In the case of Mezuzah and tefillin, there is also an added concern that demands that the sofer be concerned about performing the Commandments properly. When a Mezuzah is created, the sofer must write the words in order. If even one letter is written out of order, the entire Mezuzah is invalid. If he writes an entire Mezuzah, and then discovers that one letter was written completely incorrectly, he cannot fix it out of order. If he fixes the letter, he then has to erase and rewrite the entire Mezuzah from that point forward. The problem with this is that often this means that he would have to erase Hashem’s Name, and that is forbidden.

So, if he makes a mistake with, say the third letter in the Mezuzah, and he discovers it only later, or if the third letter got ruined later somehow (like ink or water fell on it), this is a problem. He has to rewrite the letter, but that means that he has to erase and rewrite every letter — in order — from the third letter until the end. However, the third word of every Mezuzah is Hashem’s Name, and none of the letters in Hashem’s Name may be erased. (It is forbidden to erase even one letter of Hashem’s Name.) This means that the entire Mezuzah is invalid, because one letter is invalid, and the Mezuzah must now be put away, according to the Laws of invalid holy items. (The Law of writing entirely in order is true for Tefillin as well, but not for Torah Scrolls.)

This means that if a sofer is unscrupulous, and he finds an error, he might fix the Mezuzah improperly, and the unsuspecting consumer now has an invalid Mezuzah, and is not fulfilling the Commandment! What is he to do about that?

This is why we must purchase our mezuzos only from Hashem-fearing Jews.

But there is an even worse scenario. The Law states that if a man does not believe in Hashem, or even if he does not believe in just one word of the Torah, and he writes a Mezuzah, or Tefillin, or Torah Scroll, even if he keeps all the Laws properly, his writing is invalid, and what he has written must be buried. If he denies even one word of the Torah, his works are not holy, and they may not be used at all, but must be buried. (This is not a far-fetched scenario at all. There have been and there are today many non-religious Jews in this field.) So we must be very careful from who we buy our mezuzos, tefillin, and Torah Scrolls.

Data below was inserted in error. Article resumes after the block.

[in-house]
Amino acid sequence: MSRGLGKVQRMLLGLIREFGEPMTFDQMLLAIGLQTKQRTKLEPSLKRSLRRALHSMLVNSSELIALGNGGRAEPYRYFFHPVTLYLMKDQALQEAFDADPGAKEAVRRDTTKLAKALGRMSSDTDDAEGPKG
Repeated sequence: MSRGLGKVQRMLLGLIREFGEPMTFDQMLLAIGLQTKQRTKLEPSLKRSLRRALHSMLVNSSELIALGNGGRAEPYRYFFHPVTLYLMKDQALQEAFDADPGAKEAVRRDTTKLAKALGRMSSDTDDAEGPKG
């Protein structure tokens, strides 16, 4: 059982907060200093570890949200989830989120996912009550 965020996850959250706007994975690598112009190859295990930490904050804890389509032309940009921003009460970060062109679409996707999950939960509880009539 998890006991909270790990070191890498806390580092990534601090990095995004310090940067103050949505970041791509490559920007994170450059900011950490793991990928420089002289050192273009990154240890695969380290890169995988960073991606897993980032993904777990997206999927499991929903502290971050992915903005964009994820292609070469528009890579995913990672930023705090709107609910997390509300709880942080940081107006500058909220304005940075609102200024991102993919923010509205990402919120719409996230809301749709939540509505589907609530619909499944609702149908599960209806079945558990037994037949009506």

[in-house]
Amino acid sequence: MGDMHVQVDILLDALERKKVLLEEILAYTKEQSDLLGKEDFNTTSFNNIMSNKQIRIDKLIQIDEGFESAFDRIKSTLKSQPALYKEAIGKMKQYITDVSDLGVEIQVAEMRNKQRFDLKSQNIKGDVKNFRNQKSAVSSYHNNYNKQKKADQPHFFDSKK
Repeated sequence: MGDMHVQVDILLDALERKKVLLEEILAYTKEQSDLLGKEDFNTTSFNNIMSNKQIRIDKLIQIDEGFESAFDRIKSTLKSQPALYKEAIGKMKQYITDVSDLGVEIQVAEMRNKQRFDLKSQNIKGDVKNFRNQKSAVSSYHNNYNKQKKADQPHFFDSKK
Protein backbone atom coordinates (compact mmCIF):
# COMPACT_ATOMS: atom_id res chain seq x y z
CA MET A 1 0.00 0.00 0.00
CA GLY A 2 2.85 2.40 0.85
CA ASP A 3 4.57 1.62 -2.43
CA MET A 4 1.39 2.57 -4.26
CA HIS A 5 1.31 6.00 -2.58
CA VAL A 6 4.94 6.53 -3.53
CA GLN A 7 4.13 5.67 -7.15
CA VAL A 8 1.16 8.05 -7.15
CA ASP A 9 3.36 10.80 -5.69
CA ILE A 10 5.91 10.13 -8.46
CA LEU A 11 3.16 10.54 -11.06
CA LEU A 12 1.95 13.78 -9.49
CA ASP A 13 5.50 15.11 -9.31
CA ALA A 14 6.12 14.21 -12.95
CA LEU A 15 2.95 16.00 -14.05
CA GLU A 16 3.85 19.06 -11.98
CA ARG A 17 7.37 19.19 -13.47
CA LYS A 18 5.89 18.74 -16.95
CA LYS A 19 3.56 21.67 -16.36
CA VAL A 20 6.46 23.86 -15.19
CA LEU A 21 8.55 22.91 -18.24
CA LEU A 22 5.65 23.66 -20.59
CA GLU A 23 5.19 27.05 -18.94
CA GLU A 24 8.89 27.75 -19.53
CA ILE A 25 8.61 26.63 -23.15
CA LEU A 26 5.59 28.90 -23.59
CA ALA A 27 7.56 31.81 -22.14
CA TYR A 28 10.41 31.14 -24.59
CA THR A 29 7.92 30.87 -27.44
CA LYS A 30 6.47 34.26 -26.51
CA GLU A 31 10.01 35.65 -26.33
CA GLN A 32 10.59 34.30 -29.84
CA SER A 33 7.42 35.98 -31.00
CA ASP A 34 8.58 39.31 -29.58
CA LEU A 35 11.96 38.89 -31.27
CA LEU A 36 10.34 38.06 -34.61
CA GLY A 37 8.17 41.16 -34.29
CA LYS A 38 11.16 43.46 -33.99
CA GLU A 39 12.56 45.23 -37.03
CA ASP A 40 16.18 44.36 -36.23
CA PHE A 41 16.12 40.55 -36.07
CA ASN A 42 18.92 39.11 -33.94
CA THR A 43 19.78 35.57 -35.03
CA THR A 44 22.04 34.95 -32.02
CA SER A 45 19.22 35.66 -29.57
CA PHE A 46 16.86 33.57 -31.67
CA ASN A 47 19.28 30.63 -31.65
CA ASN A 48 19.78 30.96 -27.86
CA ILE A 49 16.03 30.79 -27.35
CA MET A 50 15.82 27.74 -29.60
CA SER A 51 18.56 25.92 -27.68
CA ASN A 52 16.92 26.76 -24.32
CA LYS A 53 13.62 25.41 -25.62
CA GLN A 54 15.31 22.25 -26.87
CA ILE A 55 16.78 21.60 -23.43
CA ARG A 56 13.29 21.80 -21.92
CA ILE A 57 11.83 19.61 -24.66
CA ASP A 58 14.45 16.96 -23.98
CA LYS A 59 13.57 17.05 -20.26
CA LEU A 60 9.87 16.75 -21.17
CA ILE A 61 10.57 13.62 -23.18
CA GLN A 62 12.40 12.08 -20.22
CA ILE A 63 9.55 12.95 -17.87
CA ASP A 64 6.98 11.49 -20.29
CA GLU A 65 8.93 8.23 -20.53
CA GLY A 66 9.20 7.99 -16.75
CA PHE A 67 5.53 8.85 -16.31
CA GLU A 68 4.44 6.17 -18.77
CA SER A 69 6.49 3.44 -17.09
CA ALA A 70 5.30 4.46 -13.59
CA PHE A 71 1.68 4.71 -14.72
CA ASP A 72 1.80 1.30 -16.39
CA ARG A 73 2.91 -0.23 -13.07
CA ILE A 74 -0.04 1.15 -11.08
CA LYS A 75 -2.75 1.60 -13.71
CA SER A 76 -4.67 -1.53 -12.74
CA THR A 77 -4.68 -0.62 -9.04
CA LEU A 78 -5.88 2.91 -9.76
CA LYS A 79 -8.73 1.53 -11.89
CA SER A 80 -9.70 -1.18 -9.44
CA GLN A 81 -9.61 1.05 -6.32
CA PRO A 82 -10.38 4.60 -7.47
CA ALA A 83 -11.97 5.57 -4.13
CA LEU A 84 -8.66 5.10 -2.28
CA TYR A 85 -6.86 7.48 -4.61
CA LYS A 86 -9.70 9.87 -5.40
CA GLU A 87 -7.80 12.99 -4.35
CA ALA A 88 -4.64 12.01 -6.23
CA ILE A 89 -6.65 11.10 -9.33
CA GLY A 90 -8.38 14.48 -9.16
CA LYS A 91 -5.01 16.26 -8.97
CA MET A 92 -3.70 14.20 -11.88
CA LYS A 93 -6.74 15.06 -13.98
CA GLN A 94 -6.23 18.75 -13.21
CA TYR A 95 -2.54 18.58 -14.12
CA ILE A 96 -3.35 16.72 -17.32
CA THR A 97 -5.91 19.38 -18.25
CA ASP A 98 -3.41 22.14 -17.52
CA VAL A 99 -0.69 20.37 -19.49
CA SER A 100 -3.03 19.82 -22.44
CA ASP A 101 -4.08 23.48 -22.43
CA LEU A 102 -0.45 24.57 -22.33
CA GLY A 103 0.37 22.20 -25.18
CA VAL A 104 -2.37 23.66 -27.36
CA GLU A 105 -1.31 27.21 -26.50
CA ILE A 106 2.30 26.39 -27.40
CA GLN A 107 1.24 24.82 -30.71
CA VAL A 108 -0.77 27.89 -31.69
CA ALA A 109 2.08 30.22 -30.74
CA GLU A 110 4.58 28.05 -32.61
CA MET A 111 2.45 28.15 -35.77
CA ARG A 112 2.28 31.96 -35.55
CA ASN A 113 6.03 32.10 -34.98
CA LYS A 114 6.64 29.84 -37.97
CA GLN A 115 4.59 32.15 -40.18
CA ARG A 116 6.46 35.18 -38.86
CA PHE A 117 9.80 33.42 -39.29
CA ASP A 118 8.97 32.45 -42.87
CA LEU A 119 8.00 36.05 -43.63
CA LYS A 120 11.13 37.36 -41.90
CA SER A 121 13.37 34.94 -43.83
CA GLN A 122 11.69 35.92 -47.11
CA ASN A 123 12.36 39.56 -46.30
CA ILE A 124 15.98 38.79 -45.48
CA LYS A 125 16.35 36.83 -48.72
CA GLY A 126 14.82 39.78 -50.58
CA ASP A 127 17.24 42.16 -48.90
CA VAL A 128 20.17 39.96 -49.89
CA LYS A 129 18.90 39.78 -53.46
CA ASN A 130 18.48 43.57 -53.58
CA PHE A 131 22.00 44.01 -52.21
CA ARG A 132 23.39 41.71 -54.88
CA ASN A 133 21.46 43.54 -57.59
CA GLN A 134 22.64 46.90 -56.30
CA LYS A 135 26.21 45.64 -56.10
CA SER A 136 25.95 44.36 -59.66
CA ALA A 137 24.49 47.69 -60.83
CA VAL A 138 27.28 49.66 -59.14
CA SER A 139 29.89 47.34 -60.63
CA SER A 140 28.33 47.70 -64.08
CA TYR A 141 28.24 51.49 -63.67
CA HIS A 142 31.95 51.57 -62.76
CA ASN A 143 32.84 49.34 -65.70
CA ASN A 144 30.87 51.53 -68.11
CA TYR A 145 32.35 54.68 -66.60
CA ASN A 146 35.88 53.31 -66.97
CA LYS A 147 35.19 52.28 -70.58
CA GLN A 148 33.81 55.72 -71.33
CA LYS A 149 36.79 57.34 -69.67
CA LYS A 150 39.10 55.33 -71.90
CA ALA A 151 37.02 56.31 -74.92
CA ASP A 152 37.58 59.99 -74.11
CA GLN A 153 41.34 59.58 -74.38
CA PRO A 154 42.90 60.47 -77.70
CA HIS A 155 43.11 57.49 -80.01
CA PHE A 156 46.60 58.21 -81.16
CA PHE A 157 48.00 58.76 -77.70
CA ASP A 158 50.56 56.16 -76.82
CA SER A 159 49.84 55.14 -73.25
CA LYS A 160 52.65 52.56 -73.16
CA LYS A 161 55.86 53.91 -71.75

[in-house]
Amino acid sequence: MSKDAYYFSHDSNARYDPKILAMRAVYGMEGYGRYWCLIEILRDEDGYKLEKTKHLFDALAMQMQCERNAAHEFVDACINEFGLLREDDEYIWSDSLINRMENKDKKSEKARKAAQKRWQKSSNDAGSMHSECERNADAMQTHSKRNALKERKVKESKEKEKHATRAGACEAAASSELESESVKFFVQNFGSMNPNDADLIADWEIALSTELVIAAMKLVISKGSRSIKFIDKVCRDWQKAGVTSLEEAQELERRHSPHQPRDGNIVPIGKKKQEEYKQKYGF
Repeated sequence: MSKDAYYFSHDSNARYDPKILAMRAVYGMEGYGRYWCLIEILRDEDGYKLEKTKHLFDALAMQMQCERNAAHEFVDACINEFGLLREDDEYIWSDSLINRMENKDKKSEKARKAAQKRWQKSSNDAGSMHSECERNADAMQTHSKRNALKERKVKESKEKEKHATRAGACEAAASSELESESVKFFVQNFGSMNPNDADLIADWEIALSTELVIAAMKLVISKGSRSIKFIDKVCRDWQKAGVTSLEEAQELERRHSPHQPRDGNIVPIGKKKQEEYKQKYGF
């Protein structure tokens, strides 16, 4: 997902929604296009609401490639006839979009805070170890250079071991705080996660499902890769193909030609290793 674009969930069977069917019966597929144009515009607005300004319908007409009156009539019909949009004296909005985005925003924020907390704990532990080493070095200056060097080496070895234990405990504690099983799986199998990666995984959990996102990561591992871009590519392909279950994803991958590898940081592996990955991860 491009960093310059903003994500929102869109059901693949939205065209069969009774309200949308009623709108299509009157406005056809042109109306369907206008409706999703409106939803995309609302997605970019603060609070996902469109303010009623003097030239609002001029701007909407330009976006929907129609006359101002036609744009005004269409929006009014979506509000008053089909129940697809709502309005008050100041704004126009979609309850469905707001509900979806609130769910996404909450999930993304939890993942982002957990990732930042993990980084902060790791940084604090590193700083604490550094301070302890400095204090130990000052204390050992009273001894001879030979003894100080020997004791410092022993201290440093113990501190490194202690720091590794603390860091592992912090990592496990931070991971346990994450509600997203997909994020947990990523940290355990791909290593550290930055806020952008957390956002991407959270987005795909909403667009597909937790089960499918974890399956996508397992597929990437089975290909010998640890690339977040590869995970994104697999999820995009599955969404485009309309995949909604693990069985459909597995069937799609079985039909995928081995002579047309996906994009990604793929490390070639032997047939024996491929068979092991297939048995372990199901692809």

Unfortunately, in the course of my work in this area (and you will hear the same from anyone who has ever worked in this field), I have found many mezuzos that were never properly written, and were definite frauds. I once opened up a Mezuzah case and found inside a piece of paper with the Ten Commandments in English! I have found printed mezuzos, mezuzos on paper, scrawled mezuzos, and any number of fraudulent things. Many people would never have been able to tell that these were fakes. We must be very careful from who we buy our holy items!

In the writing of a Mezuzah, tefillin, or Torah Scroll, there are also many Laws concerning the shapes of the letters. Calligraphy really makes a difference here! If a letter is misshapen, the entire Mezuzah, tefillin, or Torah Scroll is invalid. Yes, an entire Torah Scroll is invalid because of one misshapen letter. And the shape of each letter is intricately and precisely described by Jewish Law. It is not up to the individual sofer to decide how a letter should look.

However, within the limits of the Law, there is a lot of leeway. In general, the better the handwriting, the nicer the Mezuzah. Jewish Law considers nicer Mezuzos better, because they enhance the Mitzvah. Since they are harder to write, they usually cost more. Buying a more expensive Mitzvah is an expression of love for Hashem’s Commandments. It doesn’t mean that Hashem cares how much money you spend. Hashem cares how you feel when you decide to buy a nicer Mezuzah.

However, you are not at all required to spend more than you can afford for a nicer Mezuzah. You are required to pay more than you can afford — even all your money — if that’s what it will take to get kosher Mezuzos for your home. But if you are spending your last dollar to buy Mezuzos, then you should probably get cheaper Mezuzos.

There are not many Laws concerning the case in which the Mezuzah is put. It doesn’t matter who made the case. It could even be made by a Gentile. As long the Mezuzah fits in without being squashed or folded, it should be okay. Unfortunately, there are manufacturers of Mezuzah cases who have no idea of how a Mezuzah looks, and sometimes mezuzos can’t actually fit into those cases! So take care before buying a Mezuzah case to make sure that the Mezuzah can actually fit inside.

I also must point out that Mezuzos can actually lose quality over time. Even a kosher Mezuzah that was in excellent condition and quality when created can spoil over time. For example, when a Mezuzah gets old, it often starts to dry up. Cracks often develop in the letters, which invalidates it. I once opened a very old Mezuzah, and one of the letters popped off the parchment and hit me in the face!

Letters can also fade, and thereby invalidate the Mezuzah or tefillin. Sometimes a slightly faded letter can be rewritten, but only a properly trained sofer knows when, so we must always bring it to a sofer to be checked.

Jewish Law states that a Mezuzah must be checked about once in every three or four years.

The Requirement of Mezuzah

Any Jew, man or woman, who lives in an apartment or house is required to place Mezuzos on the doorposts of his or her home. It is not the obligation of the landlord or landlady. It is the obligation of the person living there.

It is best to place the mezuzos on the doorposts when you first move in. In any case, do not wait longer than thirty days before putting up the mezuzos.

If you will not be living in that home for longer than 29 days, you are not required to have Mezuzos.